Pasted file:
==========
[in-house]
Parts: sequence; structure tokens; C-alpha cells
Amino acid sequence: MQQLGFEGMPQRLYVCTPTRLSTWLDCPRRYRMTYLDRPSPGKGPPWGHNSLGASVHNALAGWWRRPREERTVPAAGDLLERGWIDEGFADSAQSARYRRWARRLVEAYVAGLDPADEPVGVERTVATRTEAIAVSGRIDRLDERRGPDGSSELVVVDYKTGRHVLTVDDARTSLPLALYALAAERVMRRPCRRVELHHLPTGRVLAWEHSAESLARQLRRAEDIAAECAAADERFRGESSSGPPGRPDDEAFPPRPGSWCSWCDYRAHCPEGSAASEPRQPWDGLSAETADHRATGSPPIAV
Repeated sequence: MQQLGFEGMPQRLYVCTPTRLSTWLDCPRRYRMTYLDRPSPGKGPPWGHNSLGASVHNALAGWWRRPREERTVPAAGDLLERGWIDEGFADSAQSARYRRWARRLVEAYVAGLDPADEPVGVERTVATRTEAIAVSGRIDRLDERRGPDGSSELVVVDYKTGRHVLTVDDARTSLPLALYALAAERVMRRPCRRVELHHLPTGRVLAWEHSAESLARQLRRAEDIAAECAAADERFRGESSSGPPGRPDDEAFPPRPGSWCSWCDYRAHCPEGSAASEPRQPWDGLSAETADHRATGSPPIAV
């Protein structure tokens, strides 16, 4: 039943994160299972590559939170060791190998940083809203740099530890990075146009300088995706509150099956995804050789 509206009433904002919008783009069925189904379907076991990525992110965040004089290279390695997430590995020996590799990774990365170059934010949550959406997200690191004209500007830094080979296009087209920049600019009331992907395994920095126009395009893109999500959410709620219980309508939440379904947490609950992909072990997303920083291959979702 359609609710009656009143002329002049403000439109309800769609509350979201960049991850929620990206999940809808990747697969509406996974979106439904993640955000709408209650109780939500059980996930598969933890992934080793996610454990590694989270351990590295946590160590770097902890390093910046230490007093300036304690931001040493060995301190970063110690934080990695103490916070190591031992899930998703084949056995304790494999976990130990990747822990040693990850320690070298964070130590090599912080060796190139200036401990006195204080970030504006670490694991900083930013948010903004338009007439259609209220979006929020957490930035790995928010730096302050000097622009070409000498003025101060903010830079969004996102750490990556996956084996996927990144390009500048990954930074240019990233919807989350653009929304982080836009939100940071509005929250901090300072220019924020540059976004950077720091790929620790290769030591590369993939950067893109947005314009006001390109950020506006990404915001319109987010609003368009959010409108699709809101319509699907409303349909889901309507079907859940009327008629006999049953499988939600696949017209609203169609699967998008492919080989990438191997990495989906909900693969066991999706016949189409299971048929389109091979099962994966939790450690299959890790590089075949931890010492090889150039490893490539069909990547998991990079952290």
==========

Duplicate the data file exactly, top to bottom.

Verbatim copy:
[in-house]
Parts: sequence; structure tokens; C-alpha cells
Amino acid sequence: MQQLGFEGMPQRLYVCTPTRLSTWLDCPRRYRMTYLDRPSPGKGPPWGHNSLGASVHNALAGWWRRPREERTVPAAGDLLERGWIDEGFADSAQSARYRRWARRLVEAYVAGLDPADEPVGVERTVATRTEAIAVSGRIDRLDERRGPDGSSELVVVDYKTGRHVLTVDDARTSLPLALYALAAERVMRRPCRRVELHHLPTGRVLAWEHSAESLARQLRRAEDIAAECAAADERFRGESSSGPPGRPDDEAFPPRPGSWCSWCDYRAHCPEGSAASEPRQPWDGLSAETADHRATGSPPIAV
Repeated sequence: MQQLGFEGMPQRLYVCTPTRLSTWLDCPRRYRMTYLDRPSPGKGPPWGHNSLGASVHNALAGWWRRPREERTVPAAGDLLERGWIDEGFADSAQSARYRRWARRLVEAYVAGLDPADEPVGVERTVATRTEAIAVSGRIDRLDERRGPDGSSELVVVDYKTGRHVLTVDDARTSLPLALYALAAERVMRRPCRRVELHHLPTGRVLAWEHSAESLARQLRRAEDIAAECAAADERFRGESSSGPPGRPDDEAFPPRPGSWCSWCDYRAHCPEGSAASEPRQPWDGLSAETADHRATGSPPIAV
């Protein structure tokens, strides 16, 4: 039943994160299972590559939170060791190998940083809203740099530890990075146009300088995706509150099956995804050789 509206009433904002919008783009069925189904379907076991990525992110965040004089290279390695997430590995020996590799990774990365170059934010949550959406997200690191004209500007830094080979296009087209920049600019009331992907395994920095126009395009893109999500959410709620219980309508939440379904947490609950992909072990997303920083291959979702 359609609710009656009143002329002049403000439109309800769609509350979201960049991850929620990206999940809808990747697969509406996974979106439904993640955000709408209650109780939500059980996930598969933890992934080793996610454990590694989270351990590295946590160590770097902890390093910046230490007093300036304690931001040493060995301190970063110690934080990695103490916070190591031992899930998703084949056995304790494999976990130990990747822990040693990850320690070298964070130590090599912080060796190139200036401990006195204080970030504006670490694991900083930013948010903004338009007439259609209220979006929020957490930035790995928010730096302050000097622009070409000498003025101060903010830079969004996102750490990556996956084996996927990144390009500048990954930074240019990233919807989350653009929304982080836009939100940071509005929250901090300072220019924020540059976004950077720091790929620790290769030591590369993939950067893109947005314009006001390109950020506006990404915001319109987010609003368009959010409108699709809101319509699907409303349909889901309507079907859940009327008629006999049953499988939600696949017209609203169609699967998008492919080989990438191997990495989906909900693969066991999706016949189409299971048929389109091979099962994966939790450690299959890790590089075949931890010492090889150039490893490539069909990547998991990079952290």